Things all went somewhat more awry for the second experiment, which also coincided with Steve Bannon joining the venture when he was asked by Bass to step in and run the company. The experiment descended into the kind of chaos now common in political reportage: two of the previous participants returned to the site when they heard Bannon had been recruited and tried to force their way into the dome in order to tell those inside that the project was headed in a direction other than the one they had first signed onto. Windows were broken, doors left open, and the artificial atmosphere inside wholly compromised. The investors took over and placed restraining orders on the scientists — within six months the experiment ended prematurely and Bannon left soon thereafter, not before a civil court case in which Space Biosphere Ventures were ordered to pay 600,000USD to the plaintiffs. During the trail Bannon told of how he threatened Abigail Alling, one of the scientists, with her own five pages of safety concerns: ‘I would ram it down her fucking throat.’[2] Safety first!

Perhaps it’s not surprising to learn that the biospherians were chosen from John Allen’s “The Theater of All Possibilities”, an experimental troupe of improvisational actors based on a ranch near Santa Fe. They remind me of the Shakespearean thespians of Emily St John Mandel’s postapocalyptic novel Station Eleven, and who sought to bridge the growing chasm between man and ecology. Spectacle, amusement, the telling of stories — nothing is real if it is not entertainment it would seem: the television cameras were present in Arizona from the very beginning, much like politics have adopted many of the mannerisms of the circus.[3]

The idea that we live in a society of spectacle is nothing new and indeed the collapse of life as lived by ordinary people into the spectrum of entertainment came of age with a distinct new art form: reality TV. Arguably there were three major winners from the Biosphere 2 saga: the ants that snuck in and thrived, the cockroaches that proved yet again that they will inherit the world and outlive us all, and a man named John de Mol living in the low lying lands of the Netherlands. A few years after the last closed system experiment in Biosphere 2, de Mol, a television producer, was hanging out with his colleagues after a fruitless brainstorming session for a Catholic radio programme when I imagine the talk turned to Eden or perhaps the Rapture, which led to the Biosphere 2 project popping up. The TV producer then struck upon an idea he wasn’t able to shake: put willing members of the public into a confined space for 100 days and constantly film them, air the results on TV and stream it on the Internet. Not only would the result be entertainment, it would elevate entertainment to a life science.

Big Brother was the obvious name for what came out of the top secret project de Mol first called Project X. The name was taken of course from George Orwell’s novel 1984, which was born from a nightmare inspired by totalitarian societies that had an omniscient hold on their citizens, keeping them in total control and subjugation with an ever watchful eye. The idea that a TV show would not only adopt the name of Orwell’s nightmarish creation but also its central tenet of round-the-clock surveillance sparked outrage and horror, which is something hard to recall now that the show has been exported around the world since it first aired in 1999, going on to be created in over 50 countries with 400 plus seasons. In a sense, the idea is so embedded in contemporary culture it is even hard to imagine it ever being a novelty, let alone being in any way controversial or disturbing. We are all watching Big Brother, nobody is watching Big Brother, Big Brother is watching us, whoever it is that we have become.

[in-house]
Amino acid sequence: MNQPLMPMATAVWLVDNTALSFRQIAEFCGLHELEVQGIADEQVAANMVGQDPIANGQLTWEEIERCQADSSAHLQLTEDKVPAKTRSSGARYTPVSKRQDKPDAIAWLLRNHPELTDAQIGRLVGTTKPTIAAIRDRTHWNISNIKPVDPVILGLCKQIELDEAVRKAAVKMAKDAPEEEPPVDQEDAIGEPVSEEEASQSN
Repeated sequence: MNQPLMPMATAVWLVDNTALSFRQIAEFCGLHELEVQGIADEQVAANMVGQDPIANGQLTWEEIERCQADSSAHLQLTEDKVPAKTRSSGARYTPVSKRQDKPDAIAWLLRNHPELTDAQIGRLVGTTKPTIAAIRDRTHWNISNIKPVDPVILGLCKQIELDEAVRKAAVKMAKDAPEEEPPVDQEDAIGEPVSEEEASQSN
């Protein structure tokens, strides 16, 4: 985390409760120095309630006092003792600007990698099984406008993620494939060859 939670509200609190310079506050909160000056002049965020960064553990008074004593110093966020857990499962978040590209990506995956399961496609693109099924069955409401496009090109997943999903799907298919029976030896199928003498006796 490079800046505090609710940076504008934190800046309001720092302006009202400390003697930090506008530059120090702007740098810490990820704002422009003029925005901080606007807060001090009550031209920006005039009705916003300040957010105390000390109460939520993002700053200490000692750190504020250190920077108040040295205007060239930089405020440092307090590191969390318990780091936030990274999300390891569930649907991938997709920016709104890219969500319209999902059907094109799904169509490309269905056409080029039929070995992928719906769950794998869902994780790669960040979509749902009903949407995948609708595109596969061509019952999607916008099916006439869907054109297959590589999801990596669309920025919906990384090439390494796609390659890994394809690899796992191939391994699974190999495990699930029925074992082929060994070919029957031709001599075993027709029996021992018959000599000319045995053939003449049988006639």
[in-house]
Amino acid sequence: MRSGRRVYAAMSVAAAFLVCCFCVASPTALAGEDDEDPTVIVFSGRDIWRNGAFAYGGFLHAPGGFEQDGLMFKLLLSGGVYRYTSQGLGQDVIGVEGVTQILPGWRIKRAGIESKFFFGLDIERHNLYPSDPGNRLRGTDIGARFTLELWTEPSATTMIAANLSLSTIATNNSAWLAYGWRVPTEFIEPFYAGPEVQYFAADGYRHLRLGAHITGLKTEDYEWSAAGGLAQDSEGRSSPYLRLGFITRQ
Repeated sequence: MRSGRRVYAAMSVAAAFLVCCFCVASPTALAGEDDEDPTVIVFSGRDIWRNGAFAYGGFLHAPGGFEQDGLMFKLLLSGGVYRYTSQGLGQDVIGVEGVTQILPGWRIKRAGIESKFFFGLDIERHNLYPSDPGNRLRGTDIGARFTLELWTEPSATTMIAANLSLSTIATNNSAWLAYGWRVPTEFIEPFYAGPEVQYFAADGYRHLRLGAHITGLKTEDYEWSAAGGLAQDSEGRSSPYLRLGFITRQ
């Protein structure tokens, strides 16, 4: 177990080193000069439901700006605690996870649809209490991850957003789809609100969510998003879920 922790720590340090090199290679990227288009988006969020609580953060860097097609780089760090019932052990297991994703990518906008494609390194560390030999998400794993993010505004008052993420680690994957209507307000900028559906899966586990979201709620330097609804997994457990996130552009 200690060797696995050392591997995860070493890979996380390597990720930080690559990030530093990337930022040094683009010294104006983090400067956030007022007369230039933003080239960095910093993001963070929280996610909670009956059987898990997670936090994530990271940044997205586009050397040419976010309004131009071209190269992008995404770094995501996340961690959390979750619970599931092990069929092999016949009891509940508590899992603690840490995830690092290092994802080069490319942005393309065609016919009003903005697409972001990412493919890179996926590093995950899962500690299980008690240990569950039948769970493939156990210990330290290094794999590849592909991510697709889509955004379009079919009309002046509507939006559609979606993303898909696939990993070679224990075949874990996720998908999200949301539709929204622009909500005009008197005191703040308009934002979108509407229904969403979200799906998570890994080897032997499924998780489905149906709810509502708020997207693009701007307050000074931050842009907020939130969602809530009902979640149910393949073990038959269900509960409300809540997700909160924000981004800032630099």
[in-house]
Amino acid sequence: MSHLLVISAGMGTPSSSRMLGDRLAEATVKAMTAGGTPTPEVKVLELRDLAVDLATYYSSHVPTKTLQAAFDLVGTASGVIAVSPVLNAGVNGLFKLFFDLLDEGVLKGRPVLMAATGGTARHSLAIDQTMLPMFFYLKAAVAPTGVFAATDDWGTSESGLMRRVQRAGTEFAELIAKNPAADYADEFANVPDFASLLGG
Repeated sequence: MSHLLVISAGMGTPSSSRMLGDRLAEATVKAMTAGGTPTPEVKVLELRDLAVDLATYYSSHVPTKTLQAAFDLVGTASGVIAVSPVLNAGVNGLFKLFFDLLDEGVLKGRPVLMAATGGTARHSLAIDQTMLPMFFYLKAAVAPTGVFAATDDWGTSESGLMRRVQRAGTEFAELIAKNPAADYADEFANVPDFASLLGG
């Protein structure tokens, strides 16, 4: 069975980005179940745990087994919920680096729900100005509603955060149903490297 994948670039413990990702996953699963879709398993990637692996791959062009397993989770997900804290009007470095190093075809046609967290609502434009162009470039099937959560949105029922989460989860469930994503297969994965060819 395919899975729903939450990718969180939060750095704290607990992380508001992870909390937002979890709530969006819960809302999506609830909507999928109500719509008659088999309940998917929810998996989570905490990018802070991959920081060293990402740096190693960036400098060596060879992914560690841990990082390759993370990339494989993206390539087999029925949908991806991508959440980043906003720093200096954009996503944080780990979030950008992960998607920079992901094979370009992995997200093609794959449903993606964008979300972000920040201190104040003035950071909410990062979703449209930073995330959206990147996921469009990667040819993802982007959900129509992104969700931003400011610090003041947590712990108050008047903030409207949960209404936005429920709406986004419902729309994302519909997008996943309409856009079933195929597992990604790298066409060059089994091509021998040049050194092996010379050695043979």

Whether or not the show and the format of reality TV has tought us anything worthwhile about humanity could be up for debate. There is a sense that the proliferation of the genre in the first years of the 21st century allowed a kind of mass passiveness and acceptance that the 20th century’s 15 minutes of fame may not be enough, or indeed that we’re such banal and predictable creatures that we’ve got nothing really to hide. Edward Snowden’s revelations did not lead to mass revolts or revolutions of the status quo. The Internet of Things and our connectedness makes us resigned to an all seeing force watching us — and with our individual contributions to Big Data, we can ask if in fact we’re feeding these very same forces ourselves.

The origin of this all seeing eye can be traced to 1786 when the English utilitarian philosopher Jeremy Bentham travelled to White Russia (modern day Belarus) to visit his brother Samuel, a naval engineer and inventor. It is on this and a subsequent trip the following year that the idea for the panopticon is born, an all seeing force housed in an architectural design — which would go on to become both metaphor and synecdoche for a life constantly being observed by an unseeing power. It’s a curious setting but here were two brothers, one employed by Prince Potemkin to initiate ‘various arts of civilization’[4], hanging out far from home with the former writing to their father with excitement about one of Samuel’s constructions. It was a sort of circular building in the centre of a factory compound, from which managers could look on at unskilled workers to mark their progress or lack thereof. Jeremy saw the potential this had for penitentiaries if the guards were out of sight of the prisoners but still theoretically able to observe and watch them at all times. As they would not know when they were being observed, the prisoners would effectively watch themselves, behaving as if they were always being watched. Big Brother is watching you, even when you’re not live on air, even when the TV producer and editor are at home in bed dreaming of sun filled meadows. If you write emails about bomb making materials and suitable targets, you expect to get a knock at the door. The good citizen has nothing to hide.